Don’t be fooled by fashions and fads. If you were to believe everything you read—including my own articles—you’d get the impression that freelancing has become the universal panacea of the world of work. Behind this explosion in the number of people working under this type of contract, the vast majority of whom have deliberately chosen to do so, lie lots of little problems that quite a few startups have already attempted to solve.
They generally go about it from a typically French standpoint—one that doesn’t export very well incidentally—that’s related to the various different French versions of workers’ rights. There’s one startup offering a works council, there’s the vertical market, uberizing a non-competitive sector…and so on and so forth. And then there are those who have had the bright idea of introducing a social security plan—for the very people who have decided to opt out of just that! In short, driving out spontaneity… French startups crave health insurance and social security!
Yet there must be more specific things we could do to improve freelancer independence and financial security—but from a much more creative standpoint. Their basic requirement is quite simple: increased income and maximum independence. Similarly, the “all shiny and new” effect could almost make us forget that the real problems are only just starting to appear and that they cannot be solved by reproducing models that have been deliberately left behind.
Before we start offering freelancers solutions, we need to take a close look at the issues that affect them
Freelancers are no different from anyone else. They too prefer working on subjects that are meaningful to them, and they too prefer projects that help them to grow, at whatever level. Yet quite a lot of them—in the technology sector at any rate—still haven’t necessarily managed to disperse that discomfort they felt when they worked for an IT services company. Which is hardly surprising, as often they do the same job and fulfill the same role.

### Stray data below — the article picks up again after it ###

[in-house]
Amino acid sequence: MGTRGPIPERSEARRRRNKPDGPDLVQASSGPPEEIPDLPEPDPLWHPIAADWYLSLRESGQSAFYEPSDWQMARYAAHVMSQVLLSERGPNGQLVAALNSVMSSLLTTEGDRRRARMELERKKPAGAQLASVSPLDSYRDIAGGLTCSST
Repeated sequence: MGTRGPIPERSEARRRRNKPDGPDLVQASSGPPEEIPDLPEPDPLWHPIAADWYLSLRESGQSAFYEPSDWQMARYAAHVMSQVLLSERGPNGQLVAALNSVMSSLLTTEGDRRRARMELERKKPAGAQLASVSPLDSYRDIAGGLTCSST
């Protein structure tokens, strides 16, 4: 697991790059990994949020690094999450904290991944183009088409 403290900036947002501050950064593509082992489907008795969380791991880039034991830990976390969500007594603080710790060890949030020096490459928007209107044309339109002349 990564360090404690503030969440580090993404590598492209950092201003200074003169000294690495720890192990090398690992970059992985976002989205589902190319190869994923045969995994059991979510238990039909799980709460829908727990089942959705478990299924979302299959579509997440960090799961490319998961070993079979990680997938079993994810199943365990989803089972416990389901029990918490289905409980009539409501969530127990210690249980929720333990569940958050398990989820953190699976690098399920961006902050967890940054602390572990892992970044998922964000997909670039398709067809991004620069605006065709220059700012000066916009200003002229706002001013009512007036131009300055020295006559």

They have to decide for themselves what they are worth and they no longer belong to any kind of organization. It’s not that IT services companies or agencies are in any way the kind of evolving organization that dreams are made of—but nevertheless, quite a few of them have made progress, in recent years, in terms of agile transformation, back–front development, and SAAS integration, and have been ready to offer their staff training and development programs.
Last but not least, when you work in technology, you know you don’t know everything and that you’ll be interacting with other people. And that can inspire fairly complex feelings. Am I part of the value chain or am I just a single task robot? In tech companies, pride of belonging has far more to do with this than with foosball or chief happiness officers. Someone working in a team that makes a totally cool product is much happier than the 10th person to replace the guy who used to do the same job on an old banking app.
In this context, freelancers are completely on their own. They have to find their own inspiration and design their own development path (something that isn’t necessarily all bad). Nobody really spends any time introducing them to their new project (not so for salaried workers), nobody spends any time saying goodbye (not so for salaried workers or even associates of computer services companies).
Freelancers are free to pick and choose…well, yes and no.
Because, in the end, if we’re talking about someone who likes working on specific, long-term, complex topics, deciding what to do when a job is over can be tricky. At the end of the day, the increased financial gain compared with being an employee isn’t always enough to tide things over until the next interesting project. There’s a real danger of having to fill in with tasks of the more bread-and-butter variety. And the more bread-and-butter jobs freelancers take on, the less time they have to find something more appealing.